in the last image you posted you clearly see an additional imprint on the other side;

 

I imagine this pc box fallen to the ground from a minimal table height,

It landed unevenly on its bottom or the bottom edge; the initial drop popped open the cheap cpu latch;

Then a second tumble to its final rest position on its side; with the weight of the cooler pulling down on the half loosened cpu,

you clearly see from both corner imprints of the cpu into the pins; didn’t happen while the cpu was in place,

or from evenly applied downward pressure; or else all the pins should have been bent as well!

makes sense?

Share this post


Link to post
Share on other sites

I can only see a deformation where the arrow points, but who knows. Nobody has reported latches popping open. PC simply malfunctions and on further inspection the damage is seen. 

 

So far it's only coolers without spring retention systems that have demonstrated issues. Decent coolers with spring retention systems can absorb the excessive forces.

 

Anyone purchasing a cooler for Skylake, should make sure the mounting mechanism has a spring retention system.

Share this post


Link to post
Share on other sites

I can only see a deformation where the arrow points,

have a closer look please

 

image.jpg

 

1e9a6224-119c-4a19-a058-3f1497e25d63.jpg

Share this post


Link to post
Share on other sites
have a closer look please

 

 

 

I don't think that's a deformation Chris. It's just the lighting. If you look at the pins they are in line. If you look at the deformation with the arrow the pins are out of line. look for the horizontal alignment of the pins, that's how to spot the deformation.

 

May be wrong, but nothing was mentioned in the article about a deformation in that location. If there were, they would have indicated so with a second arrow.

Share this post


Link to post
Share on other sites

Why did Intel make it thinner? To cut costs?

 

Could be a number of reasons...

 

Fewer PCB layers as a result of...

 

No more fully integrated voltage regulator, so reducing the number of PCB layers used as power lanes.

 

14nm, that might be related.

 

And yes, perhaps cost.

 

 

Cryorig have this to say...

 

We at CRYORIG have the following information and statement to make, regarding the recent news and discussion regarding damaged PCB’s on Skylake CPU’s, which many in the industry believe is caused by abnormal heatsink mounting pressure during transportation of the PC system. First of all we want to assure users of CRYORIG products that currently no CRYORIG heatsinks have displayed this problem, either through media reports, third party sales channels or internal testing. CRYORIG heatsinks are fully compatible with socket 1151 processors, and follow specifications set forth by CPU manufacturers. But as a note of precaution we suggest users to lay their PC system flat (with the heatsink in a vertical position) whenever they are transporting their PC system.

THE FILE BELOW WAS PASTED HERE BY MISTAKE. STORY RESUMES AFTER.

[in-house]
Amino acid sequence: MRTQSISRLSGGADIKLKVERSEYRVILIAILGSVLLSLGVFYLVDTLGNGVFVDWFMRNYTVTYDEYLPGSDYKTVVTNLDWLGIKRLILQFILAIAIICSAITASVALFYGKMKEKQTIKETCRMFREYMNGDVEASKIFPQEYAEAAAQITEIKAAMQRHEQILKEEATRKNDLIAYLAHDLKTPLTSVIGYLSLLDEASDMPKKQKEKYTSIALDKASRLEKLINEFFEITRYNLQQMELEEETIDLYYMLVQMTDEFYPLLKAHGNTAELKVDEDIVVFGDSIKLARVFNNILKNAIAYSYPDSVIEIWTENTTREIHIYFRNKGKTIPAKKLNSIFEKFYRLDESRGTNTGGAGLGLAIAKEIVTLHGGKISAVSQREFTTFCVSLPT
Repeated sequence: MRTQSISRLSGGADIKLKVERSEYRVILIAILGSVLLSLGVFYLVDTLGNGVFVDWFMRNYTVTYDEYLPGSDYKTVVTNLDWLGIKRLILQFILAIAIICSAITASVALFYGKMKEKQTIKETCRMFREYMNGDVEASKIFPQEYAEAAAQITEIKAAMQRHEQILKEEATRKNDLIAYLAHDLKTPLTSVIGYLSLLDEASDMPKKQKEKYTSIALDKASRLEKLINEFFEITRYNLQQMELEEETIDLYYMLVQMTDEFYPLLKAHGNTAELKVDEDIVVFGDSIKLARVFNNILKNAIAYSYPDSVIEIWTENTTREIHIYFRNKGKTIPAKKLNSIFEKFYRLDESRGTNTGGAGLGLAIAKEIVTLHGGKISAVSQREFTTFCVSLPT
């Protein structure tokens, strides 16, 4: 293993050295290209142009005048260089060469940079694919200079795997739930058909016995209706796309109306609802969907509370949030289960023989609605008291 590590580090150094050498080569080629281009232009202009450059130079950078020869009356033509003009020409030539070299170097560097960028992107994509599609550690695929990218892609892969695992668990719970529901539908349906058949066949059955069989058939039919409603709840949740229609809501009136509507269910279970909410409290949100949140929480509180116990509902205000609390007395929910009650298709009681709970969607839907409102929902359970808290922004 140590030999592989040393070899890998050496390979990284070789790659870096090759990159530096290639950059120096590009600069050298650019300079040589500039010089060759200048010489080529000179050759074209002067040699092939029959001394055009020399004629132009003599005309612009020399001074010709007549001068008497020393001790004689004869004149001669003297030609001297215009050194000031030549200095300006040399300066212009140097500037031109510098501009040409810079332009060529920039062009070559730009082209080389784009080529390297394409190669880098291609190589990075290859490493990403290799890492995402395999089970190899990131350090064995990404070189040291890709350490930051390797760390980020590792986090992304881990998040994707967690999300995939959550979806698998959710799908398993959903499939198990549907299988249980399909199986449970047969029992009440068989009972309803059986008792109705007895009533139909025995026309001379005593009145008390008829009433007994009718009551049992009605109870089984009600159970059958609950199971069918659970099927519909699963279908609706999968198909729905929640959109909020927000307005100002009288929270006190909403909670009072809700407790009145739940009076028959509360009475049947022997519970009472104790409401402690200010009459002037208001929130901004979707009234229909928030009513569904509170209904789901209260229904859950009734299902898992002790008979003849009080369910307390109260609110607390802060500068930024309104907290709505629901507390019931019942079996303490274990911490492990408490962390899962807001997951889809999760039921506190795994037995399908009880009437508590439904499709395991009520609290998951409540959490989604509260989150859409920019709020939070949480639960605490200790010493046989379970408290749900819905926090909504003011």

Based on the information and testing reports we currently have at hand, although CRYORIG’s own products did not show this problem, we have derived the following suggestions and insight into the Skylake PCB damage problem. From our observation the cause of the bent/damaged PCB is caused by the combination of two factors.

A) High mounting pressure from the CPU heatsink mounting system, with no flexibility in the system.

Increased directional force created by the weight of the heatsink and movement of the PC chassis.

In the cases that have been reported by media, it holds true that these issues have only been observed in “Pre-Built” systems. These systems have the heatsink installed before shipping, which are subjective to both point A+B. Thus if a heatsink already has high mounting pressure with no system of flexibility, heavy weight and is tossed around during shipping, then the force of the heatsink is possible to bend at the softest point. In this case the softest point is the Skylake PCB.

According to our hypothesis, then what makes CRYORIG heatsinks safe? In our own product line we have two different mounting systems. First is the MultiSeg on our heavier products, then there is the X-Bar and MultiSeg Light. The MultiSeg Quick Mount System uses a sturdy Medium Carbon Steel backplate. We chose the Medium Carbon Steel for it’s high tensile strength, which protects the mainboard from bending when using heavier heatsinks like the R1 or H5. In combination with a highly rigid backplate, the spring screw system is what provides the downwards-clamping mounting force. This combination of a tough frame and a relatively softer point of flexibility is the key to why CRYORIG products are not seen damaging the CPU PCB. When extra vector/directional force is exhibited on the heatsink (such as during transport), the softest point in the system always gives. In this case the spring screws will deform to absorb the extra external force, much like a suspension system.

In our lighter products, the X-Bar and MultiSeg Light mounting systems omit the rigid steel backplate for a 30% Fiber Glass PBT. The lighter weight of our H7/M9 and C7 heatsinks creates less stress on the mainboard, which is why the steel backplate is not needed. Also, using a Fiber Glass filled PBT has multiple benefits.

Material Modulus of Elasticity (The Higher the more Rigid)